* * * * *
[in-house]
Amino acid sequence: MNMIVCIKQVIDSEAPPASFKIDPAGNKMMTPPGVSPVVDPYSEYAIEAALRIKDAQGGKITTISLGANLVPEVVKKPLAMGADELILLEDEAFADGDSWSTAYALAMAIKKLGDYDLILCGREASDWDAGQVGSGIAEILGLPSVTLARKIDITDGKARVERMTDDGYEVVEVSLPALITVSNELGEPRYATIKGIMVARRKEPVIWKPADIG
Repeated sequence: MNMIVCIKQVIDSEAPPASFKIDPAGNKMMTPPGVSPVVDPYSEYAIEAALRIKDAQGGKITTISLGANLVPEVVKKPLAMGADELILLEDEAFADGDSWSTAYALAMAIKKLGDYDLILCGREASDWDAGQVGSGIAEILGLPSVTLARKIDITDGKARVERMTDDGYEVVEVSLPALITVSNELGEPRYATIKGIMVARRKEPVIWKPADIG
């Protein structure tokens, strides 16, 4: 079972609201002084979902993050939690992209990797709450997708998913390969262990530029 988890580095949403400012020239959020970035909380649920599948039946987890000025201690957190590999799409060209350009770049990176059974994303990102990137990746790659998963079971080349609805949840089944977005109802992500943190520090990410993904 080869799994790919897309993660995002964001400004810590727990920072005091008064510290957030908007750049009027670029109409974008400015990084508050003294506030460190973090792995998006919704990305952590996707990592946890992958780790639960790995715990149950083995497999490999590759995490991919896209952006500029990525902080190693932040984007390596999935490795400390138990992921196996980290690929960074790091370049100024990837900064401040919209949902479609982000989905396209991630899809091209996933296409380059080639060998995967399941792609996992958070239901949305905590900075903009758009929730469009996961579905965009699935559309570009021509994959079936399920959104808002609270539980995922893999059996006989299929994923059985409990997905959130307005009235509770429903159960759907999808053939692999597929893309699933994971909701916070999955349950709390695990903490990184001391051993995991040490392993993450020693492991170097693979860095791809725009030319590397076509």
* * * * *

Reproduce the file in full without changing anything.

[in-house]
Amino acid sequence: MNMIVCIKQVIDSEAPPASFKIDPAGNKMMTPPGVSPVVDPYSEYAIEAALRIKDAQGGKITTISLGANLVPEVVKKPLAMGADELILLEDEAFADGDSWSTAYALAMAIKKLGDYDLILCGREASDWDAGQVGSGIAEILGLPSVTLARKIDITDGKARVERMTDDGYEVVEVSLPALITVSNELGEPRYATIKGIMVARRKEPVIWKPADIG
Repeated sequence: MNMIVCIKQVIDSEAPPASFKIDPAGNKMMTPPGVSPVVDPYSEYAIEAALRIKDAQGGKITTISLGANLVPEVVKKPLAMGADELILLEDEAFADGDSWSTAYALAMAIKKLGDYDLILCGREASDWDAGQVGSGIAEILGLPSVTLARKIDITDGKARVERMTDDGYEVVEVSLPALITVSNELGEPRYATIKGIMVARRKEPVIWKPADIG
């Protein structure tokens, strides 16, 4: 079972609201002084979902993050939690992209990797709450997708998913390969262990530029 988890580095949403400012020239959020970035909380649920599948039946987890000025201690957190590999799409060209350009770049990176059974994303990102990137990746790659998963079971080349609805949840089944977005109802992500943190520090990410993904 080869799994790919897309993660995002964001400004810590727990920072005091008064510290957030908007750049009027670029109409974008400015990084508050003294506030460190973090792995998006919704990305952590996707990592946890992958780790639960790995715990149950083995497999490999590759995490991919896209952006500029990525902080190693932040984007390596999935490795400390138990992921196996980290690929960074790091370049100024990837900064401040919209949902479609982000989905396209991630899809091209996933296409380059080639060998995967399941792609996992958070239901949305905590900075903009758009929730469009996961579905965009699935559309570009021509994959079936399920959104808002609270539980995922893999059996006989299929994923059985409990997905959130307005009235509770429903159960759907999808053939692999597929893309699933994971909701916070999955349950709390695990903490990184001391051993995991040490392993993450020693492991170097693979860095791809725009030319590397076509």